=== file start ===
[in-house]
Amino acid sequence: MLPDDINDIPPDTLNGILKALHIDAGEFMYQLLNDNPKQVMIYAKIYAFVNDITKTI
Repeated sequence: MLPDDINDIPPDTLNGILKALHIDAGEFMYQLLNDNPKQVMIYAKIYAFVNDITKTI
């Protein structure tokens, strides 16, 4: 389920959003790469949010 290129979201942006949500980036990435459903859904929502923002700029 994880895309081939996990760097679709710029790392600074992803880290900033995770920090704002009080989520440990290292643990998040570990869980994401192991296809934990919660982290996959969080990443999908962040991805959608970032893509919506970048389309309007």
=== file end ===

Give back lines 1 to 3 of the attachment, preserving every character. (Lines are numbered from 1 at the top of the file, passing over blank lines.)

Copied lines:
[in-house]
Amino acid sequence: MLPDDINDIPPDTLNGILKALHIDAGEFMYQLLNDNPKQVMIYAKIYAFVNDITKTI
Repeated sequence: MLPDDINDIPPDTLNGILKALHIDAGEFMYQLLNDNPKQVMIYAKIYAFVNDITKTI